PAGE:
/etc/passwd, instead using
/etc/shadow, which is (supposed to be) readable only by
root. (Take a look at
/etc/passwd in the appliance, for instance; wherever you see
x a password once was.) Below, though, are some
username:ciphertext pairs from an outdated (fake) system.
belindazeng:50q/EEJnOmtxc caesar:50zPJlUFIYY0o jharvard:50yoN9fp966dU malan:50q.zrL5e0Sak rob:HAYRs6vZAb4wo zamyla:50NwUtF.OmQNY
Crack these passwords, each of which has been encrypted with C’s DES-based (not MD5-based) crypt function. Specifically, write, in
crack.c, a program that accepts a single command-line argument: an encrypted password. (In case you test your code with other ciphertexts, know that command-line arguments with certain characters (e.g.,
?) must be enclosed in single or double quotes; those quotation marks will not end up in
argv itself.) If your program is executed without any command-line arguments or with more than one command-line argument, your program should complain and exit immediately, with
main returning any non-zero
int (thereby signifying an error that our own tests can detect). Otherwise, your program must proceed to crack the given password, ideally as quickly as possible, ultimately printing to standard output the password in the clear followed by
\n, nothing more, nothing less, with
0. The underlying design of this program is entirely up to you, but you must explain each and every one of your design decisions, including any implications for performance and accuracy, with profuse comments throughout your source code. Your program must be designed in such a way that it could crack all of the passwords above, even if said cracking might take quite a while. That is to say, it’s okay if your code might take several minutes or days or longer to run. What we demand of you is correctness, not necessarily optimal performance. Your program should certainly work on inputs other than these as well; hard-coding into your program the solutions to the above is not acceptable.
Your program must behave per the below; underlined is some sample input.
jharvard@appliance (~/Dropbox/hacker2): ./crack 50yoN9fp966dU crimson
Assume that users' passwords, as plaintext, are composed of printable ASCII characters and are no longer than eight characters long. As for their ciphertexts, you’d best pull up the "man page" (i.e., manual) for
crypt by executing
in a terminal window so that you know how the function works. In particular, make sure you understand its use of a "salt." (According to the man page, a salt "is used to perturb the algorithm in one of 4096 different ways," but why might that be useful?) As implied by that man page, you’ll likely want to put
#define _XOPEN_SOURCE #include <unistd.h>
at the top of your file. Moreover, you’ll want to link with
-lcrypt, as by compiling not with
make but with:
clang -o crack crack.c -lcrypt
You might also want to read up on C’s support for file I/O, as there’s quite a number of English words in
/usr/share/dict/words in the appliance that might (or might not) save your program some time.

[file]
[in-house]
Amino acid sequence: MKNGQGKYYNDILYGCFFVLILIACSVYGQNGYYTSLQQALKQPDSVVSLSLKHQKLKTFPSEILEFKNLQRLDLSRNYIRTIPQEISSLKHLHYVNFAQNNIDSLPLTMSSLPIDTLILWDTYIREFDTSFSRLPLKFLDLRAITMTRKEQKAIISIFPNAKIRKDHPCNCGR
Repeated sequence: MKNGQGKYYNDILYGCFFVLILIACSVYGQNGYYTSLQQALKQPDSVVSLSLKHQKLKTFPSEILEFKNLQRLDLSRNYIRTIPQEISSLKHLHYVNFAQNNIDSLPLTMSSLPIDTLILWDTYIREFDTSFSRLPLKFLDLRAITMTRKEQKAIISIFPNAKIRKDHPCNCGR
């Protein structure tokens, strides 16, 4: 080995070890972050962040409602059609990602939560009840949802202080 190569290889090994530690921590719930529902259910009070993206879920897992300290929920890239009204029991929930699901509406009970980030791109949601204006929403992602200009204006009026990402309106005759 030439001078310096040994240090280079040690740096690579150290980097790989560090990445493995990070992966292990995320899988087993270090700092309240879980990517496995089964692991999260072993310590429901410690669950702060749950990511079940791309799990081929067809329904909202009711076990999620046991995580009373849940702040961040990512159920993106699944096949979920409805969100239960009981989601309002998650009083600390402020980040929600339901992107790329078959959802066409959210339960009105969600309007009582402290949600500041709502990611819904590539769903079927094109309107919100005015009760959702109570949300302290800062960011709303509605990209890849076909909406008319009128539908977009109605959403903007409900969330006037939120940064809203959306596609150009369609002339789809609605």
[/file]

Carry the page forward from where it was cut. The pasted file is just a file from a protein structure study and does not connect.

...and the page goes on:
/etc/passwd entrusts the security of passwords to an assumption: that adversaries lack the computational resources with which to crack those passwords. Once upon a time, that may have been true. Perhaps some still do. But when it comes to security, assumptions are dangerous. May that this problem set make that claim all the more real.
We should note that this problem set is no invitation to seek out other passwords to crack. Do not conflate these Hacker Editions with "black hat" editions. We hope, though, that by understanding better the design of today’s systems, you might one day build better systems yourself. Besides acquainting you further with C, this problem set urges you to start questioning designs, as vulnerabilities (if not regrets) often result from poor ones.
If you’d like to play with the staff’s own implementation of
crack, well, sorry! :-) Where’d be the fun in that?
When ready to submit, open up Chrome inside of the appliance (not on your own computer) and visit cs50.harvard.edu/submit, logging in if prompted.
Click Submit toward the window’s top-left corner.
Under Problem Set 2 on the screen that appears, click Upload New Submission.
On the screen that appears, click Add files…. A window entitled Open Files should appear.
Navigate your way to
initials.c, as by clicking jharvard, then double-clicking Dropbox, then double-clicking pset2. Once you find
initials.c, click it once to select it, then click Open.
Navigate your way to
crack.cas before. Click it once to select it, then click Open.
crack.crelies on any additional files, proceed to prepare those as well for upload.
Click Start upload to upload all of your files at once to CS50’s servers.
On the screen that appears, you should see a window with No File Selected. If you move your mouse toward the window’s lefthand side, you should see a list of the files you uploaded. Click each to confirm the contents of each. (No need to click any other buttons or icons.) If confident that you submitted the files you intended, consider your source code submitted! If you’d like to re-submit different (or modified) files, simply return to cs50.harvard.edu/submit and repeat these steps. You may re-submit as many times as you’d like; we’ll grade your most recent submission, so long as it’s before the deadline.